With less than a week to go before his wedding, Jason Kelly (Zac Efron) has good knowledge of how he wants the rest of his life to go down. And even though he’s definitely looking forward to getting hitched to his high-class, but very pretty fiancee (Julianne Hough), all of those happy feelings and thoughts are put to the side once he learns that his grand-mother has died. Heart-broken and sad is Jason’s grandpa, Dick (Robert De Niro), who Jason reluctantly volunteers to drive to wherever he wants. Problem is, Jason gets duped into taking his grandpa to Daytona Beach, for Spring Break of all times. Turns out, grandpa has been in desperate need of some fun as of late and now, with his late wife being gone, he now finally has the chance to do so. While Jason isn’t all about allowing his grandpa go around, smoking, drinking, and bangin’ whatever, he also doesn’t want to keep his grandpa away from having some fun on his own time as well. This also gets Jason to thinking of his own life and how, at one point in his life, he wasn’t so uptight and by-the-books and, believe it or not, really fun and exciting to be around – something his grandpa reminds him of all the time.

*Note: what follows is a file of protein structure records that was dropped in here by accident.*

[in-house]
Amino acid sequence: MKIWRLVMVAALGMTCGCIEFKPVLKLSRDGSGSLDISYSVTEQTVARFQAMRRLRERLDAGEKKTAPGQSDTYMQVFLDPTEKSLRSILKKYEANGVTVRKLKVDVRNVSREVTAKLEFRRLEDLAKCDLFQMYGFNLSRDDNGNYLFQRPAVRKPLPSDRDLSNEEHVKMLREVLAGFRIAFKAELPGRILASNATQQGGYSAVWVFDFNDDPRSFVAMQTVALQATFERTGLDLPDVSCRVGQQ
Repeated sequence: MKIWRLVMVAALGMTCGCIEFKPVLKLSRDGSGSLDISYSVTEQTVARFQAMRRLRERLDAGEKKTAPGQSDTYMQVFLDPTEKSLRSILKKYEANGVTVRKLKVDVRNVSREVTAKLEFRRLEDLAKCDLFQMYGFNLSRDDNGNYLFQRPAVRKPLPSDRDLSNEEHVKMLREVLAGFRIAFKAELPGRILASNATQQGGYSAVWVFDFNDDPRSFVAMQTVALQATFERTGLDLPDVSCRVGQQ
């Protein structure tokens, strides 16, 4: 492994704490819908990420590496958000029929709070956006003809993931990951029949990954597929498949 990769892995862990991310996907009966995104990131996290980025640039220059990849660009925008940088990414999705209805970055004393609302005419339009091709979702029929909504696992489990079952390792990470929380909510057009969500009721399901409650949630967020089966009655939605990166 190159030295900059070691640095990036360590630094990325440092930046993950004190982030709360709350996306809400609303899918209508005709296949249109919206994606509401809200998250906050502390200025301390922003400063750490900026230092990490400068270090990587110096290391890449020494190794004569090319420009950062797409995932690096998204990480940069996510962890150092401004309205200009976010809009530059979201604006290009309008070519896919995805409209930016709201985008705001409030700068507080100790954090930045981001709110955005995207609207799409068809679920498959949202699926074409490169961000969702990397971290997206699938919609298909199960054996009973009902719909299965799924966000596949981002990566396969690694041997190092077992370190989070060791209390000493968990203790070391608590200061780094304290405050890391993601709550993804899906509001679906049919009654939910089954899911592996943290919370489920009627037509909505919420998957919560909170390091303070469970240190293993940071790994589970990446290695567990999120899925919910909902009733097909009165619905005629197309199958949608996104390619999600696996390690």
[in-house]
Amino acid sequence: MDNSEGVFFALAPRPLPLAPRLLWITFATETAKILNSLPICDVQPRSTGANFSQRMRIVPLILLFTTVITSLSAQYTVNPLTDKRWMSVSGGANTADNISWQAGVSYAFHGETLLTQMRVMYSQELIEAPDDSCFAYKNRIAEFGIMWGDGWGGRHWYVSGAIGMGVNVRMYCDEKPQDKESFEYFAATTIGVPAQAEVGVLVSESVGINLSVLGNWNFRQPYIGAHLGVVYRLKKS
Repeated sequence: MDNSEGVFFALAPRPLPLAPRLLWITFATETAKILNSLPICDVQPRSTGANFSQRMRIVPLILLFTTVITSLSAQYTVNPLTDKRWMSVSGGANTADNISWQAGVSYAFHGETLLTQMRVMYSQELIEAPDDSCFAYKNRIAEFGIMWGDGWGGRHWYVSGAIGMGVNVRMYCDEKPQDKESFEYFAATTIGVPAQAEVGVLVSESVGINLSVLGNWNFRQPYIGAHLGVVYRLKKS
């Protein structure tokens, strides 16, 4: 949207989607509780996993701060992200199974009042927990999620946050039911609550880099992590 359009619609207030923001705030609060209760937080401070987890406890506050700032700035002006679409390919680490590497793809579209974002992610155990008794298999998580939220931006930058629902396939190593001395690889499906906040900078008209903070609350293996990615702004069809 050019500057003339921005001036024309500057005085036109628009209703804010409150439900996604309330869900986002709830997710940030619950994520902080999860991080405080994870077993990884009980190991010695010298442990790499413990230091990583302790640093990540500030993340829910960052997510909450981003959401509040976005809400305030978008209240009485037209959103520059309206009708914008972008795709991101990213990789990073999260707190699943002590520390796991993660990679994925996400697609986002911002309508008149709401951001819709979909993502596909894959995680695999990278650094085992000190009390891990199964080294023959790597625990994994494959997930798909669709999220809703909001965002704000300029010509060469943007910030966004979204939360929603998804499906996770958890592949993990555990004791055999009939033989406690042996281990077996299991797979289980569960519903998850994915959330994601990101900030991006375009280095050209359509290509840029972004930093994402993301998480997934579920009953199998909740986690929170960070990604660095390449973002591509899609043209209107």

Why are Grandpa's always doing this?

Why are grandpa’s always doing this?

Movies like Dirty Grandpa are the kinds I, for one reason or another, want to stick up for. The main reason being is that it’s an R-rated raunch-fest that does, says, or acts whatever way it wants to, regardless of what others may think, say, or be offended by. In other words, Dirty Grandpa is exactly like the aging-grandfather you invite to Thanksgiving or Christmas dinner – you know he’s going to say a lot of inappropriate, borderline racist stuff, but you just let him go because, well, he’s old and doesn’t really know that he’s doing or saying anything wrong. You could totally make the argument that those behind Dirty Grandpa know exactly what they’re doing and saying is, by far, wrong, but you could also make the argument that absolutely none of them care.